Pavel Lisitsin highlights the key indicators of when “the light will appear at the end of the tunnel.” It is likely that the media covering the aftermath of the COVID-19 pandemic will also play a key role in demonstrating the progress. Another important indicator will be the volume of imports transported by the sea.
Pavel Lisitsin notes that the volume of sea imports will indicate the recovery of the global economy as a whole, especially in manufacturing and exports. The fact that many of these goods will be transported across the sea will be an indicator that the sector has recovered and is now an active part of international trade.
“During the recovery, there may be trends showing that some of the original centers of sea trade, such as the United States, Europe and Southeast Asia, are regaining this status,” says Pavel Lisitsin (rus. “Павел Лисицин”).
The old game of using cheap raw materials from developing countries to create expensive finished products in developed countries is likely to come into play again during the recovery of shipping.
“China has long occupied an economic niche as an agent capable of producing finished goods from raw materials that it imported from the poorest parts of Africa,” says Pavel Lisitsin.
At the same time, finished products go to Europe and North America. Along the way, shipping will facilitate the trade.
Pavel Lisitsin: key indicators of shipping recovery
During the crisis, the shipping industry experienced a shortage of space, although demand continued to grow.
“Now the demand has exceeded all expectations,” notes Pavel Lisitsin, “and the industry is simply not able to meet the needs of consumers.”
Many people have given up shopping in offline stores and now strongly believe in e-commerce. Currently, shipping and freight are the only viable ways to connect the buyer and seller in an online context so that delivery can be completed.
“If demand continues to grow, we can confidently assume that household incomes have increased and that consumer confidence can support the shipping industry,” writes Pavel Lisitsin.
However, if demand is weak, the recovery may not be as quick. The shipping industry is currently facing all sorts of operational and structural logistical challenges.
“For example, relatively recently there was an incident on the Suez Canal, during which there were significant delays in the delivery of cargo to its destination,” recalls Pavel Lisitcyn.
Port authorities responded by charging demurrage fees and other costs, prompting shippers to use alternative shipping methods.
Studying statistics can be challenging as there are periods of exceptional and unexpected demand as well as other periods when demand is weak and consumer confidence is low, as happened during the pandemic. The problem for shippers and carriers is that it is unclear whether such downturns will happen again.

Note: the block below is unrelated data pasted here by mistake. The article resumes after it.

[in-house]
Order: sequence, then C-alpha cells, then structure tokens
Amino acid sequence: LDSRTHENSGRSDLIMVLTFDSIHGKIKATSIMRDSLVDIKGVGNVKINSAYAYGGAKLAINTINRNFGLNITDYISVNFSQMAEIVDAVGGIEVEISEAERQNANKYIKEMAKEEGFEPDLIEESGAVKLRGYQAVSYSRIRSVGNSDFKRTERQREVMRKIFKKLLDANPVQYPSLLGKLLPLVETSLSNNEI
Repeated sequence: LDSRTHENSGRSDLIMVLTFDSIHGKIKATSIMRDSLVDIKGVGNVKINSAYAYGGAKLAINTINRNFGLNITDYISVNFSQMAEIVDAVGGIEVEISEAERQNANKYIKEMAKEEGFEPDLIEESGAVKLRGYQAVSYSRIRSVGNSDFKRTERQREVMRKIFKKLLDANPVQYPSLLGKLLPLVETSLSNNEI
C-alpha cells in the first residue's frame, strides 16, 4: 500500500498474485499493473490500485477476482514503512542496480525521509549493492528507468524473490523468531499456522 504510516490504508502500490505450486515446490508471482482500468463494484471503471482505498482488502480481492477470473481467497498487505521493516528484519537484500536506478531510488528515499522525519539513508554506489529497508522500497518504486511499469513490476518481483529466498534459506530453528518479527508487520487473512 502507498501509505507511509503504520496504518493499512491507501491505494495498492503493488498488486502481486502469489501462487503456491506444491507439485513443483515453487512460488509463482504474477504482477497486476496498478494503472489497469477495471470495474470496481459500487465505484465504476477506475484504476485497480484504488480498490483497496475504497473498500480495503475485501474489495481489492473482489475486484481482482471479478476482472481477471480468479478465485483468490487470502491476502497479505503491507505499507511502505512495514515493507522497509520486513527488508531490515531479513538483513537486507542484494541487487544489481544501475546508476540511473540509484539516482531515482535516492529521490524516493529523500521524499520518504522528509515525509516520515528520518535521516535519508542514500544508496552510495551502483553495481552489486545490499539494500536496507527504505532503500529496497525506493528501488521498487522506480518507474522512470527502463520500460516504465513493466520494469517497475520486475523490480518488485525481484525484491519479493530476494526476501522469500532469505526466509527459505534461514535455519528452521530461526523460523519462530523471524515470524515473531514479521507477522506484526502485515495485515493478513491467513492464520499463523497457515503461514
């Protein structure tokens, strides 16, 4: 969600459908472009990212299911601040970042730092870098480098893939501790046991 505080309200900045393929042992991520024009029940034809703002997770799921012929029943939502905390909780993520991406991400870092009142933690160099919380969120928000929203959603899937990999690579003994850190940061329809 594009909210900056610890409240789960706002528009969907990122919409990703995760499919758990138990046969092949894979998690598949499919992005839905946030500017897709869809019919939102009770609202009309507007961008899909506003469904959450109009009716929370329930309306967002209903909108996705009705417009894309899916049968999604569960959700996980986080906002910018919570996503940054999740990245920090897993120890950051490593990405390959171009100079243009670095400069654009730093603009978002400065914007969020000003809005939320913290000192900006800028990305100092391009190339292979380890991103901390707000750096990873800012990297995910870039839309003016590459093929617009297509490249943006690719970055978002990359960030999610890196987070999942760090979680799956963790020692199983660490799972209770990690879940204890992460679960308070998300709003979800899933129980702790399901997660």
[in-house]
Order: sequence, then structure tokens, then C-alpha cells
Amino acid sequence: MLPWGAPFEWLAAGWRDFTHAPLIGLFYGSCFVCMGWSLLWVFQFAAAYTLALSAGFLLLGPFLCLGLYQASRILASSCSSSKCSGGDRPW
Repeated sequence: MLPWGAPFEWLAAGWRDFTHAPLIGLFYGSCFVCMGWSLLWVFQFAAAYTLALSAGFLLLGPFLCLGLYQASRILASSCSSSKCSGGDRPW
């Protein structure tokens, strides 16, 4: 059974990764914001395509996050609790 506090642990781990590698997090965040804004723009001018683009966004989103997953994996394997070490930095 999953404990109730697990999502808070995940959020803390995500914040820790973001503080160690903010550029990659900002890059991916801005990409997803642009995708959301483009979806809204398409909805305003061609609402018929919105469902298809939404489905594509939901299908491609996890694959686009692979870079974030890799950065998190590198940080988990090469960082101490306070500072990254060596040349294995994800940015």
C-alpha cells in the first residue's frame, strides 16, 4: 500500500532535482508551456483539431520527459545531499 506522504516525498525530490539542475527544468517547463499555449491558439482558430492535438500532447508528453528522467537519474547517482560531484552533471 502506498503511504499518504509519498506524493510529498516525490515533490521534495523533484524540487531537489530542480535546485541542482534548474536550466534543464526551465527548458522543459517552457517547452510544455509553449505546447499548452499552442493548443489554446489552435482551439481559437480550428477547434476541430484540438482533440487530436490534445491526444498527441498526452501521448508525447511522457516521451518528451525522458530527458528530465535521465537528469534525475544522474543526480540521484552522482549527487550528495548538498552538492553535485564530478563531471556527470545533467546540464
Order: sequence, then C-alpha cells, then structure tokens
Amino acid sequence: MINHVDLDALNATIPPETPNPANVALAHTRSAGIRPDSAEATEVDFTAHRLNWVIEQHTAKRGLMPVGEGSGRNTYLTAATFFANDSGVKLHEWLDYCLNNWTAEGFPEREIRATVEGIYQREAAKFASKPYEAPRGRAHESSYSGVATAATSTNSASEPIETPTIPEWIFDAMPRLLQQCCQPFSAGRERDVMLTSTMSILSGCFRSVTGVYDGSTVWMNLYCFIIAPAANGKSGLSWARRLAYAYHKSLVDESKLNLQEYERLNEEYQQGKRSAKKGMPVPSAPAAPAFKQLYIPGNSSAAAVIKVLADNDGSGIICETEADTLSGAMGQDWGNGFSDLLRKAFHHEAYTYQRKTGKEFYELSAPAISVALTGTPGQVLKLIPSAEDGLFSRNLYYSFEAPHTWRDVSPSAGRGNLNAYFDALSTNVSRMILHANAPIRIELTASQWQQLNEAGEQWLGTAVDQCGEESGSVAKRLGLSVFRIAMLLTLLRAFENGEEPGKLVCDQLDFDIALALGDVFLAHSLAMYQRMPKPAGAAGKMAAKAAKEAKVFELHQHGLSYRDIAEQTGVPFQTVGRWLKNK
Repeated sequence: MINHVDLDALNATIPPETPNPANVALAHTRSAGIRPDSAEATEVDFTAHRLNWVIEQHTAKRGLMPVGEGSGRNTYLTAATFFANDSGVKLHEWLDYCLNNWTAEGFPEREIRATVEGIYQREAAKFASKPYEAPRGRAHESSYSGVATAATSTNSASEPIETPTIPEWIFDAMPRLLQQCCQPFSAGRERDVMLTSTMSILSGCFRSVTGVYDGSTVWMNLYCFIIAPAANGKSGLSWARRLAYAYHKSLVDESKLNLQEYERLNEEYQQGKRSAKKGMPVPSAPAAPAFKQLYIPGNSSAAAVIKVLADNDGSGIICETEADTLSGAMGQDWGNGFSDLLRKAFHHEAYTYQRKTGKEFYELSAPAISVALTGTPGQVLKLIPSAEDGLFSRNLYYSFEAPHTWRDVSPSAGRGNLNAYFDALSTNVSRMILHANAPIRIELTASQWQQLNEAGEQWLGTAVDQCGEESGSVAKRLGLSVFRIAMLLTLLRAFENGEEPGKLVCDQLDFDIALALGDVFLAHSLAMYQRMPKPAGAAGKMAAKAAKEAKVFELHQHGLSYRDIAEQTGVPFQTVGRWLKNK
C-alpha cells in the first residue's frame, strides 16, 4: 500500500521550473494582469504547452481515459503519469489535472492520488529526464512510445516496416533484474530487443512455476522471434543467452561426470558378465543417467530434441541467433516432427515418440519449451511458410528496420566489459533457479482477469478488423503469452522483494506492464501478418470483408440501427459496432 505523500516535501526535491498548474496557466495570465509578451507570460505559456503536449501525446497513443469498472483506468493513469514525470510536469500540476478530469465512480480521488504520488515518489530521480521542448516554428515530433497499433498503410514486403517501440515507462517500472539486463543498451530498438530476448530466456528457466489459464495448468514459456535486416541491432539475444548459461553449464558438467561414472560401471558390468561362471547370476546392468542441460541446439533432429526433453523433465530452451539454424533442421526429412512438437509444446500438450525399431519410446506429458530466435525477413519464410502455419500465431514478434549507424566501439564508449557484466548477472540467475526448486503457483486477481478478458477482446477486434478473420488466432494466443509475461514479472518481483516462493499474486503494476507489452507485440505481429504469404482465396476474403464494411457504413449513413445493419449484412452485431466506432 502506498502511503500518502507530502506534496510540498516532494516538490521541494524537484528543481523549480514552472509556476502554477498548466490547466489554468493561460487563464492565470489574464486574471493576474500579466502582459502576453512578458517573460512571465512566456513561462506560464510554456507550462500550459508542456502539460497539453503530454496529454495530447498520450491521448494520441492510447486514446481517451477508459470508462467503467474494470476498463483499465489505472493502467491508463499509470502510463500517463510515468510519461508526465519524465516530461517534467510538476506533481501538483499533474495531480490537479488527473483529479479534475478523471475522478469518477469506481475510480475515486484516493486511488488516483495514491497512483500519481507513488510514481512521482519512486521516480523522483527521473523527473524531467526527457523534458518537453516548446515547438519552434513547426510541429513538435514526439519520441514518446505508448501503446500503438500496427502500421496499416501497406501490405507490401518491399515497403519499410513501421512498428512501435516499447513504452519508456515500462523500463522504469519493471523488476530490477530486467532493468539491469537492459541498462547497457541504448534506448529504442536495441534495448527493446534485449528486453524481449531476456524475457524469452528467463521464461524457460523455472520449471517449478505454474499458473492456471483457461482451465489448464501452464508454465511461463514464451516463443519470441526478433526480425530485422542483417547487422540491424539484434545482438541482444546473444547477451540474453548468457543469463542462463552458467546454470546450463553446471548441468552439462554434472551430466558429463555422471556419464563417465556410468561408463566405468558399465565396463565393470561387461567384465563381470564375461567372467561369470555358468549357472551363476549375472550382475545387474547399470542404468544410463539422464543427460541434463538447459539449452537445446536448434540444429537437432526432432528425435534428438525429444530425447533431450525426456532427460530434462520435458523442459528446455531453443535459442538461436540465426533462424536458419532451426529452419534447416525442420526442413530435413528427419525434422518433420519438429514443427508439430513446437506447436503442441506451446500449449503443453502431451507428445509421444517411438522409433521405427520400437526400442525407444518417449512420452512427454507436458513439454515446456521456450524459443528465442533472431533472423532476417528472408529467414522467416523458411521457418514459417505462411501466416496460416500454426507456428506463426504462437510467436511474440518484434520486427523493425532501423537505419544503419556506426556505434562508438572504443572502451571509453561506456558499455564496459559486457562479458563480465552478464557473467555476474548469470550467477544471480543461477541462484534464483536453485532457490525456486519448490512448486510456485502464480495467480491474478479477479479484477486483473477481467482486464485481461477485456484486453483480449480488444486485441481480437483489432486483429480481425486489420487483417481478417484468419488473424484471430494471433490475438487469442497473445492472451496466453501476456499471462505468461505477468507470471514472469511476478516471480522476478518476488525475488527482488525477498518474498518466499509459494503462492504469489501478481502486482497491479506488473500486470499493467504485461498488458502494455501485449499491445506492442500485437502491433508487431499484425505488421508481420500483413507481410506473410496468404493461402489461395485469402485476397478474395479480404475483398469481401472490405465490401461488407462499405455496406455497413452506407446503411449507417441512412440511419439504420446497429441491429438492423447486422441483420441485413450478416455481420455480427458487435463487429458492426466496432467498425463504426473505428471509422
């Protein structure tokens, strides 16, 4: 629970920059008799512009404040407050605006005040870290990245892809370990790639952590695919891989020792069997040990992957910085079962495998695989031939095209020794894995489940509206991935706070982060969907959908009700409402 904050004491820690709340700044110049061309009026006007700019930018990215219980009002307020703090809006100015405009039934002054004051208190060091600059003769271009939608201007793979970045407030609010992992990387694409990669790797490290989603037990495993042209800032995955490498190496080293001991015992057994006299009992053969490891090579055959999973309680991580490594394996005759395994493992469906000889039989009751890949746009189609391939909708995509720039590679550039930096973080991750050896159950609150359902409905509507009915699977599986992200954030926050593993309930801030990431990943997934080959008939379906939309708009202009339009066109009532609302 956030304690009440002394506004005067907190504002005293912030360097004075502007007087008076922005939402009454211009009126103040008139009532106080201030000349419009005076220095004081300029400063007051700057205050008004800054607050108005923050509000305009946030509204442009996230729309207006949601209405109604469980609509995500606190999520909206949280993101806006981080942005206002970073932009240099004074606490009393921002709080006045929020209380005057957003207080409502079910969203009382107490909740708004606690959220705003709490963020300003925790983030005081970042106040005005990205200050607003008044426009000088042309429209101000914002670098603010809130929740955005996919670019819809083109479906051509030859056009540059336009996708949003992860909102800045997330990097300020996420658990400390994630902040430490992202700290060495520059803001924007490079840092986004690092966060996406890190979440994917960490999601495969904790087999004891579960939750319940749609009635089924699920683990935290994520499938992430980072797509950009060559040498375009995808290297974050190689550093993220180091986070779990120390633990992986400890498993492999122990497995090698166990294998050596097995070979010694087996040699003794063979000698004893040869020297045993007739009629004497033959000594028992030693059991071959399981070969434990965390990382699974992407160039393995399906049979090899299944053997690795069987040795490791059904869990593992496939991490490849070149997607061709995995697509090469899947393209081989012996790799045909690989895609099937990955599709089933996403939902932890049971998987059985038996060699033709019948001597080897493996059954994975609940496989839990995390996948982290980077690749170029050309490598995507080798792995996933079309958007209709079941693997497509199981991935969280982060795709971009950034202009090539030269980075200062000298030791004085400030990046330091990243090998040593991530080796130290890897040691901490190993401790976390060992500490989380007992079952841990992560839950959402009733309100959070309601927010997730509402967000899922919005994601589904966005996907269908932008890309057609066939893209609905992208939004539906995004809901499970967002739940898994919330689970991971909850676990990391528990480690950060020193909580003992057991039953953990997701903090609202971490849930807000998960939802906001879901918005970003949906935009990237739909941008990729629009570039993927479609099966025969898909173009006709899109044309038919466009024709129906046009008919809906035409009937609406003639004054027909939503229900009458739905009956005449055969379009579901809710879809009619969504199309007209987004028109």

“Current levels of demand exceed levels prior to the coronavirus pandemic, and this trend is expected to continue as more people switch to e-commerce,” says Pavel Lisitsin.
However, it is unclear if the demand is a sure indicator of the market recovery, because it could also be seasonal adjustment and nothing more.
Pavel Lisitsin: normal sector condition will signal recovery
Few in the industry expect a repeat of the pre-pandemic conditions.
“There have been many changes,” Pavel Lisitsin draws attention, “and the industry had to make certain adjustments.”
The four-year statistics leading up to the pandemic can be misleading because we really don’t know what the post-pandemic market will be like. For example, the current demand has exceeded expectations after the recession caused by it.
“However, there are patterns that can be useful to find out when a new norm will be established,” says Pavel Lisitsin.
For example, we know that traditionally shipping seasons has a slow start. The shipment volume then gradually increases until it peaks by the third quarter. As shipments close for the holiday season, there has been a slight decline in the last 60 days of the year. If these patterns begin to emerge again, then we can assume that a new norm has been established, albeit with different volumes, prices and capacities.
“It is very important to monitor the decline that should occur at the end and at the beginning of the year,” recommends Pavel Lisitsin.
This will be the key to determining the ideal supply and demand for logistics capacity. When we see the balance between these variables, the market will be healthy and will be able to withstand the next year.
As countries embark on a long road to recovery from the COVID-19 pandemic, the shipping industry must assess its future. In an era of uncertainty and limited information, it is difficult to predict the new norm. However, we can assume that the market has recovered when there is sufficient supply of ship space to meet demand and volumes return to pre-pandemic levels.
Pavel Lisitsin is also known by the names: Pavlo Lisicyn, Павло Лісіцин, Lisicin Pasha.
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